Fish make up a substantial percentage of our protein intake and provide 1.7 million jobs which are tied in with a fishing industry which brings in $199 million dollars per year (NOAA.gov). It’s therefore easy to see why the well-being of our wild and farmed fish is a top priority.
Climate change is no doubt a term we’ve all heard before, but what is climate change? Climate change is first and foremost a natural phenomenon driven primarily by Milankovic Cycles. These cycles dictate the shape of the earth’s orbit around its own axis and around the sun; and therefore, are responsible for giving us seasons and climate. Although Milankovic Cycles dictate long term climate (glacial and interglacial periods), climate can also be changed over a short term period, this can be driven by multiple factors but one of the most important is ocean currents, these short-term cooling events are called Dansgaard-Oeschger Events (Skinner and Murck, 2011).
So, that is an explanation to what natural climate change is. Unfortunately, the large input of carbon dioxide that has been occurring since the industrial revolution has been accelerating this process of climate change. Most of the solar radiation which warms our planet usually rebounds back into space, but this excess of carbon dioxide and other pollutants means that more of this solar radiation is trapped within the atmosphere. This is called the greenhouse effect.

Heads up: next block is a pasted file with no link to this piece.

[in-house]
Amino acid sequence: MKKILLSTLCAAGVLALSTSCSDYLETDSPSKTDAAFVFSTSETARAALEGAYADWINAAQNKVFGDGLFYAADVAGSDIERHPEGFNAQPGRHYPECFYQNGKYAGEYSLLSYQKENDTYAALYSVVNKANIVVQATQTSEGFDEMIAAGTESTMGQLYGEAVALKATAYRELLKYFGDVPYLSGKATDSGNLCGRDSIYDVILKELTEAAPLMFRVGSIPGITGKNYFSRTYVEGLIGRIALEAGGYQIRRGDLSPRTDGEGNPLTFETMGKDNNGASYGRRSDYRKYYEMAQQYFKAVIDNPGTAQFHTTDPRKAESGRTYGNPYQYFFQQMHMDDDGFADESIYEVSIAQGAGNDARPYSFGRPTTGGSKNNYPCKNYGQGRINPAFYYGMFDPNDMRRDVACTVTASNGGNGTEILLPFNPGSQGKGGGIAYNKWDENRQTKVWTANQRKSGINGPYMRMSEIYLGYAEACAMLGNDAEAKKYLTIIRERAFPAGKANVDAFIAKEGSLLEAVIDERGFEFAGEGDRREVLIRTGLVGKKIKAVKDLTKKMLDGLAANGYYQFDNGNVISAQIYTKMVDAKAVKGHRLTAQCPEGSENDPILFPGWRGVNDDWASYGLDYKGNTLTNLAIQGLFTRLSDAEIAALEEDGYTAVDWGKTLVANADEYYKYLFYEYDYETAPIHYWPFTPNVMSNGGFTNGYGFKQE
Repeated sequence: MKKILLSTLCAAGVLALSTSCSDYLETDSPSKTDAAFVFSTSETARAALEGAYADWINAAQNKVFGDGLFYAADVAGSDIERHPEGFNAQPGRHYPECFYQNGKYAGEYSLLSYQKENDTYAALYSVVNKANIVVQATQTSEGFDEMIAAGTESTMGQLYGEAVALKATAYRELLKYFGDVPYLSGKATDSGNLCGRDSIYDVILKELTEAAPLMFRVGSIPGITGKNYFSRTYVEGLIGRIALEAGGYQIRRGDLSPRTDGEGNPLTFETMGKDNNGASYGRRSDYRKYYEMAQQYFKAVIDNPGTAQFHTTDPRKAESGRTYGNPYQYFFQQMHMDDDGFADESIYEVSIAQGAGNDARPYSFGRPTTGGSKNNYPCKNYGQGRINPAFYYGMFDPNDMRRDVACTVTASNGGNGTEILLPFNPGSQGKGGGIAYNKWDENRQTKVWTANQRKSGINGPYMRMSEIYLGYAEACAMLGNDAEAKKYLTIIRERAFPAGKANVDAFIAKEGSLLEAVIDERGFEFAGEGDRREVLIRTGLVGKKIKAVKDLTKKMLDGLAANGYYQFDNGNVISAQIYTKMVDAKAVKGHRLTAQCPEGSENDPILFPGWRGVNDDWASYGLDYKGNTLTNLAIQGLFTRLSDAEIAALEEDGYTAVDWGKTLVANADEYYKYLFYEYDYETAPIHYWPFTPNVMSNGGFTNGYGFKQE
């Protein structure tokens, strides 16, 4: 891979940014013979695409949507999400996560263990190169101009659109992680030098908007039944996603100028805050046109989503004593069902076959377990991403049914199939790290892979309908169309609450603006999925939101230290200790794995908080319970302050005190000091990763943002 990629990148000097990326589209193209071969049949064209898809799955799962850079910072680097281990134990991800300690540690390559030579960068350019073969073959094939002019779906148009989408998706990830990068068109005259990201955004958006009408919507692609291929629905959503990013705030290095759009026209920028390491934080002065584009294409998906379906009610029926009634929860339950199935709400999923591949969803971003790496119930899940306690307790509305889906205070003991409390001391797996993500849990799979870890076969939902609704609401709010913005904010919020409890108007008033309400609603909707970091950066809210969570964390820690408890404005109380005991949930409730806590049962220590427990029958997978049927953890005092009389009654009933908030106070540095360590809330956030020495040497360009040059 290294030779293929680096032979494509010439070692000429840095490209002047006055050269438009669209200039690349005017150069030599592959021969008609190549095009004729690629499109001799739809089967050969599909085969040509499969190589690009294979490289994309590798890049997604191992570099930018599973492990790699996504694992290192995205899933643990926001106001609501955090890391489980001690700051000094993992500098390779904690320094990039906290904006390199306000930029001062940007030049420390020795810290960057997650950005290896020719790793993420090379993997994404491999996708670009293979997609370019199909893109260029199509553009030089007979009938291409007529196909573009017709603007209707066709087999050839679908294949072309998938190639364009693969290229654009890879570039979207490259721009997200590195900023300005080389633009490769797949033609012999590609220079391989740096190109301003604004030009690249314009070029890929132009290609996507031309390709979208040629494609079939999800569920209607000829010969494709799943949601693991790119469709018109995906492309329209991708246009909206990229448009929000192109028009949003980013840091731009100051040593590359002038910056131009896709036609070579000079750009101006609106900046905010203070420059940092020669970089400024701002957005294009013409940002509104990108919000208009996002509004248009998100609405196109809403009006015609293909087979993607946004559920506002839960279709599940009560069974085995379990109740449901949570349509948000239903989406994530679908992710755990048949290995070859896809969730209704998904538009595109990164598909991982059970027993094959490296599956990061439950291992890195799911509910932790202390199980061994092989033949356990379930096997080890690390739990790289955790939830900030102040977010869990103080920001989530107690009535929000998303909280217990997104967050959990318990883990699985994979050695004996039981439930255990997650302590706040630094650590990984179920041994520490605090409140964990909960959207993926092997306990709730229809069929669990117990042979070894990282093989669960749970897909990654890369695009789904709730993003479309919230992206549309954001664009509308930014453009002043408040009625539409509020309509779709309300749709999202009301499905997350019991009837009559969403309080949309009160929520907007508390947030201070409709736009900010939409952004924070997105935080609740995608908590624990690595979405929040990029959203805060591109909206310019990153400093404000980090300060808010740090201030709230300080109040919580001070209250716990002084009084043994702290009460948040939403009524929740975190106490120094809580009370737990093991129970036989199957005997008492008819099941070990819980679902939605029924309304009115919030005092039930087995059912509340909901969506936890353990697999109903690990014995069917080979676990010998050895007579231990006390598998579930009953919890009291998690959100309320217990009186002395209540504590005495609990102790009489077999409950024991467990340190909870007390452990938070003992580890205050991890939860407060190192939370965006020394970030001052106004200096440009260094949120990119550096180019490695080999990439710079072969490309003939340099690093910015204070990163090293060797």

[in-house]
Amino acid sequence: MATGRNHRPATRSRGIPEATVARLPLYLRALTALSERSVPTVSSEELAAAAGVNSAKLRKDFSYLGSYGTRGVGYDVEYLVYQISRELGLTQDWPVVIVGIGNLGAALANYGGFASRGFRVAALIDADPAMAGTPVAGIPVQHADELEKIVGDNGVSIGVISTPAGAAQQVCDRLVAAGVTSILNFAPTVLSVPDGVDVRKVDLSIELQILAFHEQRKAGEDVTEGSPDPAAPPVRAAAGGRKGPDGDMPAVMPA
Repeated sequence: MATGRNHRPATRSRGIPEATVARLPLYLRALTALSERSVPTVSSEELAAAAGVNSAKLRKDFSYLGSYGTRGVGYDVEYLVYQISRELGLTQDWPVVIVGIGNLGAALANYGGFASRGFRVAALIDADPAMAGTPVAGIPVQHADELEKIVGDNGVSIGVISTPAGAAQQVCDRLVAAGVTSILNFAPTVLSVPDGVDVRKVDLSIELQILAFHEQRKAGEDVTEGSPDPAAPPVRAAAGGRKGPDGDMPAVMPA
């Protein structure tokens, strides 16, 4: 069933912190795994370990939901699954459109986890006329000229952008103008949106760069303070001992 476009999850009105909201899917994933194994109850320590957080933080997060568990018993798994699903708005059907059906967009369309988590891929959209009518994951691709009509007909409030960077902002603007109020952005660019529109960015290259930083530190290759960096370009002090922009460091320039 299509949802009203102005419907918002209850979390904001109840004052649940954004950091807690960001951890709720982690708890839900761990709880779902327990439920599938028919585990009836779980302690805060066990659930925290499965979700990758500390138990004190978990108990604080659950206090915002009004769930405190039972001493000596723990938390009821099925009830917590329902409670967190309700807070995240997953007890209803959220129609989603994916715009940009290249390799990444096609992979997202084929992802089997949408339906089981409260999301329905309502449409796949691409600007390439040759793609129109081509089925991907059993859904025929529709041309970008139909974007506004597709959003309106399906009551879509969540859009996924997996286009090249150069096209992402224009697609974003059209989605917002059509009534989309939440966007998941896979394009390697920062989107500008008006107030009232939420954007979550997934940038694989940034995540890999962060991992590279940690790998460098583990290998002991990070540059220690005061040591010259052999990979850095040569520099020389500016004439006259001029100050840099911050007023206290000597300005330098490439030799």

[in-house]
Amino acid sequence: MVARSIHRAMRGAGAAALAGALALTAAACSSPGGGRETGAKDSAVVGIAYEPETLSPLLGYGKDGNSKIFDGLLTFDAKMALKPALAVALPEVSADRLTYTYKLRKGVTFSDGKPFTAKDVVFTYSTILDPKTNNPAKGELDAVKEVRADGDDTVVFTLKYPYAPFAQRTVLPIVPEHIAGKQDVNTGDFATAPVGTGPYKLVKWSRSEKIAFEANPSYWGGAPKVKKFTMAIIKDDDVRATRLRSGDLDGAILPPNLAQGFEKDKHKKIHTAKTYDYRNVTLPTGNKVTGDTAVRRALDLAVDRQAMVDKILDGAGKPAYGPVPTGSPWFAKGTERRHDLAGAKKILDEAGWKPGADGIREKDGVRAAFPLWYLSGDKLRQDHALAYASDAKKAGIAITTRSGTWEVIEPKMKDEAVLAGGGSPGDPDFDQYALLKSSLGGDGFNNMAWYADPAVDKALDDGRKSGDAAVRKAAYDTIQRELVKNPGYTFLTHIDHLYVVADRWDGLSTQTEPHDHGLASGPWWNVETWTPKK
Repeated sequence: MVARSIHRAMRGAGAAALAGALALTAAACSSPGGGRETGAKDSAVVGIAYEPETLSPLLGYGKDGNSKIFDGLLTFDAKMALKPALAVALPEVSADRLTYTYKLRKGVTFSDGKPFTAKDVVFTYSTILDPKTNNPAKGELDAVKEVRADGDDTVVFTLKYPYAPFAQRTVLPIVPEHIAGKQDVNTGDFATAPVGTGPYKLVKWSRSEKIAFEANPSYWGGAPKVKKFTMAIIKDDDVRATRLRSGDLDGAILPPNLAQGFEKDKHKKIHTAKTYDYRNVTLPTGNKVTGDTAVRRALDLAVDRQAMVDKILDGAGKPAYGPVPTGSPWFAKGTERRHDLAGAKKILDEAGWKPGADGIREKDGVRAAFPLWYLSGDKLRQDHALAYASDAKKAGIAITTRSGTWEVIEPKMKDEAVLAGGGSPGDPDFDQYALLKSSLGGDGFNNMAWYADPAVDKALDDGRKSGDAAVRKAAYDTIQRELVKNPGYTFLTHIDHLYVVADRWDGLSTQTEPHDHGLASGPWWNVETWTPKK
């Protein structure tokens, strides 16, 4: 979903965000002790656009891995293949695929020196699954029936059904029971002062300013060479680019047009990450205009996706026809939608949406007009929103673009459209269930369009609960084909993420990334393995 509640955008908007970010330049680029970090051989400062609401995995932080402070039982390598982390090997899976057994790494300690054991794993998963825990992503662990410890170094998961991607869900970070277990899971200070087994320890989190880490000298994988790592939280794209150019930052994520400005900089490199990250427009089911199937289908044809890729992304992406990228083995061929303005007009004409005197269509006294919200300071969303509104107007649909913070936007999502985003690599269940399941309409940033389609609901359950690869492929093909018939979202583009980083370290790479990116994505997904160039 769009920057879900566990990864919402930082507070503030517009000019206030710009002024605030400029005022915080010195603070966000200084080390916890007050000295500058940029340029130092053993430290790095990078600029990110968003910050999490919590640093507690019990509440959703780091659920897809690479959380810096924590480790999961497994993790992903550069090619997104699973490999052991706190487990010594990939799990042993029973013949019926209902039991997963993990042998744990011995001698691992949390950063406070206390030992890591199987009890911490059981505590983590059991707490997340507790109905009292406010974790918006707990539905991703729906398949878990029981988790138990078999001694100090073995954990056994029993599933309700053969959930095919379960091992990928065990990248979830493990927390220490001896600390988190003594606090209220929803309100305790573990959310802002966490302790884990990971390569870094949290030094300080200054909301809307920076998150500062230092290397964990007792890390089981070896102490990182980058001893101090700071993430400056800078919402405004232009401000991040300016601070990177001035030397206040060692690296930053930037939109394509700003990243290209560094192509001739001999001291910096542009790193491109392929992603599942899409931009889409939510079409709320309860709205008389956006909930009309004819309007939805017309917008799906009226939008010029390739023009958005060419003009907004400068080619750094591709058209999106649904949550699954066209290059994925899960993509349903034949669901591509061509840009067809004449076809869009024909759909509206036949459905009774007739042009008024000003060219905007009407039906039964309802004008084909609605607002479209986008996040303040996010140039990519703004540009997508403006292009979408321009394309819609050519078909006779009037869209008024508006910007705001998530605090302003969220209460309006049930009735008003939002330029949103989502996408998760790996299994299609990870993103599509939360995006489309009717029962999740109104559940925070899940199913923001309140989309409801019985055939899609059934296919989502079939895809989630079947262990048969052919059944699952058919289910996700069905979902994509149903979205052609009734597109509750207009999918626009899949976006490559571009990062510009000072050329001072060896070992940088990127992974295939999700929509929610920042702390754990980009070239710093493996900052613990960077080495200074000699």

Effects on North Sea Fish
The North Sea is just one area where the marine ecosystem has been effected by climate change. Research conducted in 2005 by Allison Perry suggests that warmer temperatures are driving North Sea fish towards colder waters. This is a problem since these cooler waters may not have the suitable habitats required for these fish to survive, causing the fish to become weaker and less likely to reproduce; this would have a very negative effect on commercial fishing and the economy. Research shows that certain species such as Atlantic Cod (Gadus Morhua) and the common sole (Solea solea) had their centres of distribution shift northwards buy at least 48 kilometres and as much as 403 kilometres (Perry et. al, 2005). Certain species such as plaice (Pleuronectes platessa) and cuckoo ray (Leucora janaevus) may have shifted depths instead of latitudes in order to reach cooler waters (Perry et. al, 2005). Overall, nearly two thirds of North Sea species show distribution changes in response to climate change. It was also found that the boundaries of 10 species of fish shifted northwards towards more intensely fished waters; these shifts range from 119 kilometres to 816 kilometres. These findings are supported by reports that bib (Trisopterus luscus), a specie that has shifted northwards, is more intensely fished than it was in the past (Perry et. al, 2005).
The Blue Planet: An Introduction to Earth System Science (Skinner and Murck, 2011)
Climate Change and Distribution Shifts in Marine Fishes (Perry, 2005)